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Comment Re:Too bad they're not also pushing ... (Score 1) 207

The attempts by people to badmouth CDMA never cease to amaze me. The original GSM was based on the horribly inefficient TDMA. Basically, the phones took turns talking to the tower, even if they had nothing to say. You got the same limited bandwidth whether you were the only phone connected to the tower, or if the tower were at capacity. If there were more phones than timeslices, you couldn't connect, period.

This is only true for active calls. Many more "idle" phones could be connected at once. There is a limit of 8 connections/cell (so usually 24/tower).

CDMA allows all phones to transmit simultaneously, they just use orthogonal codes which allow the tower to decipher which signal came from which phone. It's computationally more expensive, but it allows a single phone to use all the bandwidth if there are no other phones, while distributing the bandwidth equally if there are multiple phones. If there are more phones transmitting than bandwidth, you start getting dropouts (the volatility of SNR means there's no hard limit at which this happens, as with TDMA).

Completely true.

When carriers started adding data services, GSM was borked due to TDMA's inefficiency. That's why CDMA carriers rolled out 2G and 3G service about a year sooner than GSM carriers. GSM was forced to graft on a separate non-TDMA radio just to handle data traffic. (This is also why you can talk and use data simultaneously on GSM - the phones have two radios, one for voice, one for data. It's not a feature; it's a side-benefit to a fix which CDMA never needed. Most CDMA phones just have one radio which handles both voice and data.) The later GSM 3g data protocols used wideband CDMA. That's right, CDMA won - it was the better technology for data. GSM just incorporated it into their standard so it was still called GSM. If LTE is CDMA functionally dead-ending, then GSM dead-ended way back when cellular data services were first added.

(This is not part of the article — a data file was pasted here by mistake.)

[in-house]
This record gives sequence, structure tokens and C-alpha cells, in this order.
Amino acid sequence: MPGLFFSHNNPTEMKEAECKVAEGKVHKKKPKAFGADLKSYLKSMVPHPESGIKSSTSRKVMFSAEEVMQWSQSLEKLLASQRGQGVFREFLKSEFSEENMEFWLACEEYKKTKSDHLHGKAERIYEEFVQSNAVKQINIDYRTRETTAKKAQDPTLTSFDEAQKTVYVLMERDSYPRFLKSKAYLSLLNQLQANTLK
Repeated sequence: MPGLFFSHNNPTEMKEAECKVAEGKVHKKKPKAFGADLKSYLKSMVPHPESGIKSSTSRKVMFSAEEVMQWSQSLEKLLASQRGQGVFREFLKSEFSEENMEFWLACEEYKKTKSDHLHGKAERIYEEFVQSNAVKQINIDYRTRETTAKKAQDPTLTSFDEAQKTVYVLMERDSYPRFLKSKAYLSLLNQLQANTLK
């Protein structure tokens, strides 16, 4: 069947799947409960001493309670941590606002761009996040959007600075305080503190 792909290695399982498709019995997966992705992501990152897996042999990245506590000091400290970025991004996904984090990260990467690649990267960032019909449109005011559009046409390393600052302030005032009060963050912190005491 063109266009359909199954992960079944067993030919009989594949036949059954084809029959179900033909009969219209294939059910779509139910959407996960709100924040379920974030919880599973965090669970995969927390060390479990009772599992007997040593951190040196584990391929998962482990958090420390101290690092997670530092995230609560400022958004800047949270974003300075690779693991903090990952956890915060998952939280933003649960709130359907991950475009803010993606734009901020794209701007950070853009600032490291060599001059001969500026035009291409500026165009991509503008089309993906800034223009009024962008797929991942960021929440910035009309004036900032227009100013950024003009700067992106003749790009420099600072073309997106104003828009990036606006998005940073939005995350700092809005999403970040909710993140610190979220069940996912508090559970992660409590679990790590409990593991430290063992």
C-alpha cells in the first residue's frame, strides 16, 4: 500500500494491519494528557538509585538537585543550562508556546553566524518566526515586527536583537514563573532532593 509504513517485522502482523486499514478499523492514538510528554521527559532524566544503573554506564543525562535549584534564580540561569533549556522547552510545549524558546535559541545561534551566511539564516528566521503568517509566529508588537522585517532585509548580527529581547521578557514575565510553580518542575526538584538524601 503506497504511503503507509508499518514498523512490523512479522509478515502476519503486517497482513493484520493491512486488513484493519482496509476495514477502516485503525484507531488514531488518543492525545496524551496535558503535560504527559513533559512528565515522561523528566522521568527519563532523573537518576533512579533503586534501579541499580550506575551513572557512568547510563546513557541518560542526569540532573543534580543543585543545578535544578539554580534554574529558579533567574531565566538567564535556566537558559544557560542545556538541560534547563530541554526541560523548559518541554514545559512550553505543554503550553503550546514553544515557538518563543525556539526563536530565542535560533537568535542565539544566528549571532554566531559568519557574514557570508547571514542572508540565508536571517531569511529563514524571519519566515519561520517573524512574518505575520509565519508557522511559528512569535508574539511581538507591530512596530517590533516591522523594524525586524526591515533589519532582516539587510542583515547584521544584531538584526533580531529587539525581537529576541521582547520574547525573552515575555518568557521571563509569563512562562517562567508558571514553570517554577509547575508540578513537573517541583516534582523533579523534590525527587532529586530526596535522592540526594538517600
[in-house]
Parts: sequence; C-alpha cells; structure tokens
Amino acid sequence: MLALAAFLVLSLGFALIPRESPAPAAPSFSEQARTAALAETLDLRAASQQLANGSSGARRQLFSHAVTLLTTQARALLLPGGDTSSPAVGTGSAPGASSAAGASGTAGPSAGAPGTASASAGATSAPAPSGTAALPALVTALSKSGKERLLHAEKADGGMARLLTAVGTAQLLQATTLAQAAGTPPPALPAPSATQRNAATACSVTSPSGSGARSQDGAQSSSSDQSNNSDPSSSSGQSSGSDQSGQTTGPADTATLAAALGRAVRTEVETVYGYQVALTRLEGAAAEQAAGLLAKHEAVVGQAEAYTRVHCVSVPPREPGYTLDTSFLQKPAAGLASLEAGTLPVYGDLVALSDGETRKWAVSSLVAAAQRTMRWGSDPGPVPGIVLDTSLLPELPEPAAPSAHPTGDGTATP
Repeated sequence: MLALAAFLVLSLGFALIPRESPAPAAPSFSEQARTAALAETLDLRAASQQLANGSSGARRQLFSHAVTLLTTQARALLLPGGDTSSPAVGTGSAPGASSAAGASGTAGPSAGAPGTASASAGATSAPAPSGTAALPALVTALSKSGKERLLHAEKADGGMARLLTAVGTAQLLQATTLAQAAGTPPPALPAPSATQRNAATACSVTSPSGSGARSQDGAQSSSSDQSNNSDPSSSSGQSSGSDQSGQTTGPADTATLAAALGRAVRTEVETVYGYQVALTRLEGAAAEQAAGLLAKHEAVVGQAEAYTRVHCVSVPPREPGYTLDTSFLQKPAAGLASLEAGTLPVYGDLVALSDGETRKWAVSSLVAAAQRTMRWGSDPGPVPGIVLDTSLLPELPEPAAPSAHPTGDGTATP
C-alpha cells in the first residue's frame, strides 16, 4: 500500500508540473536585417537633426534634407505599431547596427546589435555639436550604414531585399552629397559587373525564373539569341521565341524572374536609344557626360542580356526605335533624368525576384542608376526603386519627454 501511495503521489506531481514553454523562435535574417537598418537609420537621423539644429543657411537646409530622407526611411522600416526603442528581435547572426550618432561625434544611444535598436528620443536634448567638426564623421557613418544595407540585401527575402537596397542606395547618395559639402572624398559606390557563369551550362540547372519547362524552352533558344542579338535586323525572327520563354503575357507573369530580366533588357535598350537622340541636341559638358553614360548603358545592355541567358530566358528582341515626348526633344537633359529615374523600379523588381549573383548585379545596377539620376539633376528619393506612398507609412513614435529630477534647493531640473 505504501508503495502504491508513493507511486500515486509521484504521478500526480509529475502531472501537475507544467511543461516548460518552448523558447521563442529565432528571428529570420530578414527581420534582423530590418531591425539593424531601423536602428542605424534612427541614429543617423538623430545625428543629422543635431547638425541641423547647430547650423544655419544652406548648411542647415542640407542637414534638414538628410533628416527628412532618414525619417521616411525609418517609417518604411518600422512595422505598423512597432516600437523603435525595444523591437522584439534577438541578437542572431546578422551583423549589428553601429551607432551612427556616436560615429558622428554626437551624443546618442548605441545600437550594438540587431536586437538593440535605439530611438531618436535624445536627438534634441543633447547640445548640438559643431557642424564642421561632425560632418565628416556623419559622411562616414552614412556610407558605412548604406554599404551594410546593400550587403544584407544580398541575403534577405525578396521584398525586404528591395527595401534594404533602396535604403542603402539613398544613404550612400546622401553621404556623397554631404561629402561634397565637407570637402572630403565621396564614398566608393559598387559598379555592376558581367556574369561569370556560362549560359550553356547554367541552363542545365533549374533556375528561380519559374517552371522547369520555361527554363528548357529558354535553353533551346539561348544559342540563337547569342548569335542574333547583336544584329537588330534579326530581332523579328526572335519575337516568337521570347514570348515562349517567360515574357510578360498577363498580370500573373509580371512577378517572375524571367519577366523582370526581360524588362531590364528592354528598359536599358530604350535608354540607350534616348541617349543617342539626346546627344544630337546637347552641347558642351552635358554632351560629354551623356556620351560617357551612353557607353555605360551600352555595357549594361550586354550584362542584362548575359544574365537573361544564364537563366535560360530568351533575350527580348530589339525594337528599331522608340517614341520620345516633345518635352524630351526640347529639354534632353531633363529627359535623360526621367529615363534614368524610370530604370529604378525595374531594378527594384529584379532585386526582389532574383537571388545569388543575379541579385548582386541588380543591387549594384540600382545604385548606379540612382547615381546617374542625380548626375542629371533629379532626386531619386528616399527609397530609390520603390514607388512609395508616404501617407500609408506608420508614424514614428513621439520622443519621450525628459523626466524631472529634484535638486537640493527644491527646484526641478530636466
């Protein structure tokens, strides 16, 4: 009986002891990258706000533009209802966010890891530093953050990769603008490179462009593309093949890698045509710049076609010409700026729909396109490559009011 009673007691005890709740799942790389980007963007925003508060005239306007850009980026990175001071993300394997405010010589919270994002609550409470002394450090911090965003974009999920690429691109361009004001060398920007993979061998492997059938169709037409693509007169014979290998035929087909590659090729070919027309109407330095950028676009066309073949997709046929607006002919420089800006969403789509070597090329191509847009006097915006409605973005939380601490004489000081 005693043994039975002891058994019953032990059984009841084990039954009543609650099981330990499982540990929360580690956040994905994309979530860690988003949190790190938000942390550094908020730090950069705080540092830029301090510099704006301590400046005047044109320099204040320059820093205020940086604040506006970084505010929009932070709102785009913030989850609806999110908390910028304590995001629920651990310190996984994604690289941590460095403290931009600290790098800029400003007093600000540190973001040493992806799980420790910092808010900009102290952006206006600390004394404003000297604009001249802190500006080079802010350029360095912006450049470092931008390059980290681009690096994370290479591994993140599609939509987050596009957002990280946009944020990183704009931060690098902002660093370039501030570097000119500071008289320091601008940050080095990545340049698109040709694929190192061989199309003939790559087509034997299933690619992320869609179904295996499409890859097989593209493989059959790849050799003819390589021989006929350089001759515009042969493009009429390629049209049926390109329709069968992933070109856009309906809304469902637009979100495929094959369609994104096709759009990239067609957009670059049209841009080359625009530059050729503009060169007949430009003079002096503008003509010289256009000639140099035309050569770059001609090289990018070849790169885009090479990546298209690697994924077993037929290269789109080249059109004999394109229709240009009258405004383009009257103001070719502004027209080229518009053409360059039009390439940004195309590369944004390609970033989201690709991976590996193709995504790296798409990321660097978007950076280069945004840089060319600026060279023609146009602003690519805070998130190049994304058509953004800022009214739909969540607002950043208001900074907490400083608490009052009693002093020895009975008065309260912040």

No, GPRS (GSM's data bolt-on) does not need a separate radio. It uses the free timeslices (not used for voice) for transferring data between the handset and cell (tower). So if all of the 8 timeslots are busy, no data. If no one is talking, then you can (theoretically) use all that for data (though most phones have a limit of at most 4 or 5 of the 8 timeslots).

Comment Re:A pity Framework isn't revived this way (Score 1) 131

Sounds great, but many users have difficulty separating form (presentation) from content (data). Unless this separation can be done seamlessly or can be easily done incrementally, there's no chance if something powerful like this catching on. I mean, do you realize how many quite intelligent people still use word processors like a typewriter? And truthfully, sometimes that is the fastest and best approach for a one-off job.

Comment Re:Duh... (Score 1) 312

No, direct deposit means the company transfers money (an employee's salary) directly to the employee's account. No checks involved. Prevalent in Europe--there's really no other common way to get that (legal) salary payment. Really, aside from novely checks, checks here no longer exist.

Comment Re:Rounding to EUR 0.05 (Score 1) 594

But it's much easier to deal with the smaller number of different types of coins in your wallet. 1, 3, 10, 30 is 4 types while 1, 2, 5, 10, 20, 50 is 6 types. I never had a coin problem is the US, but in Euro-countries I never seem to have the correct coins even if my wallet is full of them. And they are a pain to pick out.


Submission + - Freeing Mapping with Open Street Map ( 2

teeks99 writes: Wired has an article on Open Street Map, which is a free mapping database, and can be accessed in a manner similar to google maps, but without the restrictions. It was built from so USGS data in the United States, and has been updated by users uploading GPS tracks from in car navigation devices.